Cochrane Database of Systematic Reviews: Plain Language Summaries [Internet] - John Wiley & Sons, Ltd.

Version: 2013

Magnesium sulphate performs better than lytic cocktail in preventing maternal deaths, further fits, respiratory depression, coma and pneumonia for pregnant women with eclampsia.

Cochrane Database of Systematic Reviews: Plain Language Summaries [Internet] - John Wiley & Sons, Ltd.

Version: 2011

There are only a few good quality studies comparing the acute treatment of early episode schizophrenia with an antipsychotic medication compared to placebo or psychosocial treatment. It appears that initial medication treatment reduces the study attrition rates while also increasing the risk for medication‐induced side effects. Data are too limited to assess the effects of initial antipsychotic medication treatment on outcomes for individuals with an early episode of schizophrenia.

Cochrane Database of Systematic Reviews: Plain Language Summaries [Internet] - John Wiley & Sons, Ltd.

Version: 2017

There is limited evidence from clinical trials on the role of drug therapy for the treatment of delirium in terminally ill patients. The key feature of delirium is a decreased level of consciousness (awareness). People may experience impaired memory, thinking and judgement, and become disorientated. They may experience distressing hallucinations or delusions. It occurs frequently in patients with terminal illness, and may be caused by the illness itself or occur as a side effect of drug treatments for symptom management. Our search of the international literature for trials of drug therapies for the treatment of delirium in patients with terminal illness yielded one small study, and therefore it was not possible to assess the effectiveness of drug treatment options. It is hoped that this review will provide an incentive for further research.

Cochrane Database of Systematic Reviews: Plain Language Summaries [Internet] - John Wiley & Sons, Ltd.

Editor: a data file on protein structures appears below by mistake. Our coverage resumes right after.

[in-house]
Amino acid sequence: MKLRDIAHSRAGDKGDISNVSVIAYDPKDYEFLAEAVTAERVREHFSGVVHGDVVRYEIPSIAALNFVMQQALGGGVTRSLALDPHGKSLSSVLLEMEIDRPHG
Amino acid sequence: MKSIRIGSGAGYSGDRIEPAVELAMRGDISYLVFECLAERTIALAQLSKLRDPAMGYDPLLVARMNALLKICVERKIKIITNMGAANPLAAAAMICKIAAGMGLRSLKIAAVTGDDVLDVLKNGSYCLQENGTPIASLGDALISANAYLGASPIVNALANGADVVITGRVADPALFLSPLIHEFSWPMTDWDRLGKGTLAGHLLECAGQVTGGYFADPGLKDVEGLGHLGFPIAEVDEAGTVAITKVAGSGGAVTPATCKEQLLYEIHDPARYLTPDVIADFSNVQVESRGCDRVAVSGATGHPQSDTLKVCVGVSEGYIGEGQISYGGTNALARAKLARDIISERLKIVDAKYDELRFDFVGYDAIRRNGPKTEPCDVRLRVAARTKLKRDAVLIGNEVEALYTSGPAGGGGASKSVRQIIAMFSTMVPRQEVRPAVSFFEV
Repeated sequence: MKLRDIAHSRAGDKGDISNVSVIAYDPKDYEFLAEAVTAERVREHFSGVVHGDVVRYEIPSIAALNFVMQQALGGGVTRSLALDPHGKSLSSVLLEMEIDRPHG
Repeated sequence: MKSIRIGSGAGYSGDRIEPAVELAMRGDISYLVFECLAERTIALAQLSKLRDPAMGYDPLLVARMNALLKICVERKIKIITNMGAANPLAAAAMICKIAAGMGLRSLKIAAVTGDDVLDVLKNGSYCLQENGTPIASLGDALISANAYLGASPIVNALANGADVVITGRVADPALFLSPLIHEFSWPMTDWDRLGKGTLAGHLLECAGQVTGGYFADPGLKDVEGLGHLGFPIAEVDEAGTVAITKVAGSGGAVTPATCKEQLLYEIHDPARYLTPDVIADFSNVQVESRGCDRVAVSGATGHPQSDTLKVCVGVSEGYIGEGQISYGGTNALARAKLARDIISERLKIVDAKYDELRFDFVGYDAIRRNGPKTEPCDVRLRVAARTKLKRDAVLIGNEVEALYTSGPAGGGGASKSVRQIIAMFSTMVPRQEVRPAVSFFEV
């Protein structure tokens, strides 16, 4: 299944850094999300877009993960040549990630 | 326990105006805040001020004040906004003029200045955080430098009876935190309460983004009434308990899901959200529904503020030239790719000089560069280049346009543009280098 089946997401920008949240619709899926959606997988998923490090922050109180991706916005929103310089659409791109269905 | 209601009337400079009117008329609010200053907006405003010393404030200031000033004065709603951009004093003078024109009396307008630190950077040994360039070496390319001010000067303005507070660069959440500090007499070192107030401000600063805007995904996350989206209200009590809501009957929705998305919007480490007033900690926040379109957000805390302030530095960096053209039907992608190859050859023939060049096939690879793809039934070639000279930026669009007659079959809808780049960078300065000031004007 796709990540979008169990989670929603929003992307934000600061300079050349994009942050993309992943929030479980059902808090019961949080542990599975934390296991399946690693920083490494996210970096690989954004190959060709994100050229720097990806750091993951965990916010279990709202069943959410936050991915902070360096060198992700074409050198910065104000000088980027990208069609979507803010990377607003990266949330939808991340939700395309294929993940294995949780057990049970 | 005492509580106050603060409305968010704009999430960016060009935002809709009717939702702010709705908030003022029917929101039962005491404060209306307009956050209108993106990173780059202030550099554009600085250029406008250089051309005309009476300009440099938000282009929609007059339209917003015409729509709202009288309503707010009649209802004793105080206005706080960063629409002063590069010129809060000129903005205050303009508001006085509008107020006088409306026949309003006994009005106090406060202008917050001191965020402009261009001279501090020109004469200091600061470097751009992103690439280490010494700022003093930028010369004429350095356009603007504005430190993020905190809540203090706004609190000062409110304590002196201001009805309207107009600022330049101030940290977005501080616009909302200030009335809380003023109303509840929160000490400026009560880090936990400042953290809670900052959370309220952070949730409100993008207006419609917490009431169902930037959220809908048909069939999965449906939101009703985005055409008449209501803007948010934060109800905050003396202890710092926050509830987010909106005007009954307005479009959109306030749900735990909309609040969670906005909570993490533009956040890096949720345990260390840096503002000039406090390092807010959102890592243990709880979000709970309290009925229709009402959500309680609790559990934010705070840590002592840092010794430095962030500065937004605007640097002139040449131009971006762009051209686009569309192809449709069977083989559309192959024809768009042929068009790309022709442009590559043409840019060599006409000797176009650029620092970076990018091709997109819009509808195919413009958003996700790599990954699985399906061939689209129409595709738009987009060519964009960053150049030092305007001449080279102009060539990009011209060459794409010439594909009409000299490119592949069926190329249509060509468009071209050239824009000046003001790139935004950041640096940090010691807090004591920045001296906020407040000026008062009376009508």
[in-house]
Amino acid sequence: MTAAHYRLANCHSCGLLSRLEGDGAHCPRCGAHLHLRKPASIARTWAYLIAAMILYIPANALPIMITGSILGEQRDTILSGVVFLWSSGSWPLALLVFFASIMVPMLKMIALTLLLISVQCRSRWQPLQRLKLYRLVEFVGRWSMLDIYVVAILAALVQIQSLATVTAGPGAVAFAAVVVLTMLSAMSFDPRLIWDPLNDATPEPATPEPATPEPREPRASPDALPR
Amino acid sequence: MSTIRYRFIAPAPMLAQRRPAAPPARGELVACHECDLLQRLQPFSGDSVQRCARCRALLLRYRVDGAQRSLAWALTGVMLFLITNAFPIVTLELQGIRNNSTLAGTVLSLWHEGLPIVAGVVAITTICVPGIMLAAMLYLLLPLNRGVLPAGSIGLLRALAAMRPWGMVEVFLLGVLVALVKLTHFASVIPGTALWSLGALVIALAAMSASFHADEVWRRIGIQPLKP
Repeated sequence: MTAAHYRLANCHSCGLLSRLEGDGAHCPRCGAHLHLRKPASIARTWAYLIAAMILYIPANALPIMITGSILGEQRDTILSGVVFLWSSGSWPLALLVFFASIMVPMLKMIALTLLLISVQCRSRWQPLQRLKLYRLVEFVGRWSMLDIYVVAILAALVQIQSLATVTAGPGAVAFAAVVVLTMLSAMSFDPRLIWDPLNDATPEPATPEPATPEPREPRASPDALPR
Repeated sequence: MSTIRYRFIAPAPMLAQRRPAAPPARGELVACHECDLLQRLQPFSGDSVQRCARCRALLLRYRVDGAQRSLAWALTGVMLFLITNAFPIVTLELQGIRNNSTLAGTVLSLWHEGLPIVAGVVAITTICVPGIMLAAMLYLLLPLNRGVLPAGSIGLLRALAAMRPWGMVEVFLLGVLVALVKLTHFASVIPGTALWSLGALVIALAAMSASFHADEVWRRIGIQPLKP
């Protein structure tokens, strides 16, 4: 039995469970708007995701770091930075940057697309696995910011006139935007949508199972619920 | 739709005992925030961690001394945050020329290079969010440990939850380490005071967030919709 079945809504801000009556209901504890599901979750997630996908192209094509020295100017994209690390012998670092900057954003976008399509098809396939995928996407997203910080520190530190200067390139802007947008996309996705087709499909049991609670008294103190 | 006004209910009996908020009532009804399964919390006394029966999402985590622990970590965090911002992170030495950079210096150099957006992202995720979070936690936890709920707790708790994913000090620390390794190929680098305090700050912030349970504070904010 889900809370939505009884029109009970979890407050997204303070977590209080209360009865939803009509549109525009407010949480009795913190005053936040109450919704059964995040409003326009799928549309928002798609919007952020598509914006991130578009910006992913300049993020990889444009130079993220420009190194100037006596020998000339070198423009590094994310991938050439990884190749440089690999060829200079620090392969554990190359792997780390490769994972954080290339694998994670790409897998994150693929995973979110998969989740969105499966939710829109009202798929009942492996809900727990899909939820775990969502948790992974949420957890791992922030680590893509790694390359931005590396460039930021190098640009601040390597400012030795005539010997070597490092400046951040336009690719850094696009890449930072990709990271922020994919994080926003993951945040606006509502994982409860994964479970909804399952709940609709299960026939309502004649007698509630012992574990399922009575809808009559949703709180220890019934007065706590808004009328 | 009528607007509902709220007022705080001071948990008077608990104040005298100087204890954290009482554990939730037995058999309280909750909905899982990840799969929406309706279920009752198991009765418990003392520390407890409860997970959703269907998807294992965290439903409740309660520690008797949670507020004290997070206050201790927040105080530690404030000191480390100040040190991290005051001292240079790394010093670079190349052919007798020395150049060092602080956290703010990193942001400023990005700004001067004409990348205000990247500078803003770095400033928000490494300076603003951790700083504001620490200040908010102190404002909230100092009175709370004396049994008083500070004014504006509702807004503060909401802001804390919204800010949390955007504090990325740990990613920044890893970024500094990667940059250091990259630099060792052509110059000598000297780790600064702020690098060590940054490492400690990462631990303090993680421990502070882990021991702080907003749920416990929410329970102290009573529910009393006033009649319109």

Version: 2012

When a sedative is needed to ameliorate symptoms in newborn infants with opiate withdrawal due to maternal opiate use in pregnancy, phenobarbitone is preferred. Use of opiates (commonly prescribed methadone or illicit heroin) by pregnant women may result in a withdrawal syndrome in their newborn infants. This may result in disruption of the mother‐infant relationship, sleeping and feeding difficulties, weight loss and seizures. Treatments for newborn infants used to ameliorate these symptoms and reduce complications include opiates, sedatives (phenobarbitone or diazepam) and supportive treatments (swaddling, settling, massage, relaxation baths, pacifiers or waterbeds). Trials of sedatives have generally been of poor quality. Individual studies have reported that use of phenobarbitone compared to supportive care alone reduces the amount time an infant needs supportive care, is better than diazepam at preventing treatment failure and reduces the severity of withdrawal in infants treated with a opiate. In infants treated with an opiate, the addition of a sedative (phenobarbitone or clonidine) may reduce withdrawal severity, although safety and efficacy need confirming. The long term effects of use of phenobarbitone on an infant's development have not been determined.